So is there something I kept you would have tossed? Or did I toss something you absolutely love?  Can you not bear to part with any of your hard copy books, notwithstanding the advent of ebooks? Or could you not wait to reclaim that space? 
 
Share your thoughts in the comments below!


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Thursday, 7 June 2012

Interview with Sarah Kernochan - Author of Jane Was Here


Today we are welcoming Sarah Kernochan to Flight of the Dragon. Sarah has won two Academy Awards for her documentaries Marjoe and Thoth. As a screenwriter, she has written many films, among them Nine and ½ Weeks, Impromptu, and What Lies Beneath; she both wrote and directed the film All I Wanna Do as well. Jane Was Here is her second novel after 1977’s Dry Hustle. At present she is writing a memoir of her encounters with ghosts in serial form on her blog. She lives in New York with her husband, playwright James Lapine; daughter Phoebe Lapine is a food writer.

Well, that officially makes you the only person I know to have ever won an Academy Award for anything. You’re also the only person I know to have written a film that actually screened in a mainstream cinema. And you’ve done both! I am officially impressed. I am not easily impressed. Uh, so, on that note, welcome and thanks for joining us today! But we’re not here to talk about your screenwriting prowess, which is evidently considerable, but to talk about your latest book, Jane Was Here. Can you tell us what genre is your book?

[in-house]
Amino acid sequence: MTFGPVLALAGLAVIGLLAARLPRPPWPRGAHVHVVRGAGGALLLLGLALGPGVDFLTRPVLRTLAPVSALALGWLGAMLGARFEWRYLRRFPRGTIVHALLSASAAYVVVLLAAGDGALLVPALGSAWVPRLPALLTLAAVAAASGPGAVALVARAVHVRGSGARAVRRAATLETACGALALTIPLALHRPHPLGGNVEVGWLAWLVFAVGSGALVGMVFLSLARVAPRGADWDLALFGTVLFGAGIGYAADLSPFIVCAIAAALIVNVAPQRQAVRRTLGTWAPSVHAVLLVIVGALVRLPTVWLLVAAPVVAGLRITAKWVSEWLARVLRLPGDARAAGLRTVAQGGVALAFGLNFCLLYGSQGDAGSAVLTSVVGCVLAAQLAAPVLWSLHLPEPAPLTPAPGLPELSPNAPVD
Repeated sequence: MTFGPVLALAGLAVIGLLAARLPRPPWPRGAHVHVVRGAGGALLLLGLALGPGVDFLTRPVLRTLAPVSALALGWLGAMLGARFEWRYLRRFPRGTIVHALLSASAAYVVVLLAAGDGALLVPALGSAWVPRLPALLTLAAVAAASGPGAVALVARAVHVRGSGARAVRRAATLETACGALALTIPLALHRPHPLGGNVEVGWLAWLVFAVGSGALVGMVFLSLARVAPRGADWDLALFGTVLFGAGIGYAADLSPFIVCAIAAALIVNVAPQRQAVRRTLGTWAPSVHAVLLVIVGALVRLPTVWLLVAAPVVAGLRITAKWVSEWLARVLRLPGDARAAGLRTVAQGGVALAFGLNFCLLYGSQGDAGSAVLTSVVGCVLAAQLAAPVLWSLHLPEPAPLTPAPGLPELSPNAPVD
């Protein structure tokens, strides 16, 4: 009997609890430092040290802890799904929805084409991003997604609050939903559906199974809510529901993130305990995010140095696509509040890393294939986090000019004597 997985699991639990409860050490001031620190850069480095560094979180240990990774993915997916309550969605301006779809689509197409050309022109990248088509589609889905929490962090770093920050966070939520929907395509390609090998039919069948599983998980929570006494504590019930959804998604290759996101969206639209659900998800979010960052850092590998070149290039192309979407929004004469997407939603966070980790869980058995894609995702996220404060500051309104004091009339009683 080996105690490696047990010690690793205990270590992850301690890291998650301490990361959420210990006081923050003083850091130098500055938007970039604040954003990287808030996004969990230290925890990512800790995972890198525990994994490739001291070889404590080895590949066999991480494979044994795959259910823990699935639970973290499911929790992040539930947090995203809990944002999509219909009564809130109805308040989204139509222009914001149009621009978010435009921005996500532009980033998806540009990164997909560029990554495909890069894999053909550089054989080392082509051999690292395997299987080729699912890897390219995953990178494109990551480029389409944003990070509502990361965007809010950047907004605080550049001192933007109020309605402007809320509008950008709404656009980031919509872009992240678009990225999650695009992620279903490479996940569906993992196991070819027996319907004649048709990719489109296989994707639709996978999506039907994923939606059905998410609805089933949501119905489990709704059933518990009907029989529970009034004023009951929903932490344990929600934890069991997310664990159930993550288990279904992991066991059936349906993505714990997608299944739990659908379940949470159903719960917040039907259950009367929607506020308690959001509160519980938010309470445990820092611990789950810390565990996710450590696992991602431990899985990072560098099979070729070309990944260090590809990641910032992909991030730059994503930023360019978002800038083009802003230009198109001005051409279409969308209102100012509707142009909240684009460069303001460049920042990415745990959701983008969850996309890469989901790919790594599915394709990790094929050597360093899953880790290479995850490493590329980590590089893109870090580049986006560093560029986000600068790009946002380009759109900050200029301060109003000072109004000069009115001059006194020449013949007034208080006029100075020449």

I tend to read “literature” and not popular fiction. Incredibly, I had no awareness of subgenres like paranormal romance while I was writing Jane Was Here. I’m a believer in reincarnation, which I used as both a message and literary device in the story: someone committed a crime in 1853. Both the victim and the suspects have been reincarnated to the present day, with no memory of their connection, until the victim starts to remember… When it was due to be published, I had to figure out what family my child belonged to. It seemed she had multiple parentage and I would have to use a lot of hyphens. Finally, to simplify things, I decided Jane was a paranormal-suspense-horror-fantasy-thriller. You can see how good I am at this.

Not bad, just a typical creative type. They don’t like black and white answers. Unlike little lawyer me! Do you have a specific writing style?

Style was the first thing I developed before anything else, when I had just started writing in my teens. I was influenced by iconoclasts like Donald Barthelme, and by Faulkner's rhapsodic sentences without punctuation. Consequently my early work was pretty pretentious. However, my approach has always remained the same: to maintain a musical flow of language. For example, if the moment is slow and deeply felt, I will bring in poetic language. If it’s frantic action, I’ll design a rush of words or staccato bursts. Through it all, a reader should be able to ride along without being aware of the current. Then look up and realize they’ve reached the open sea.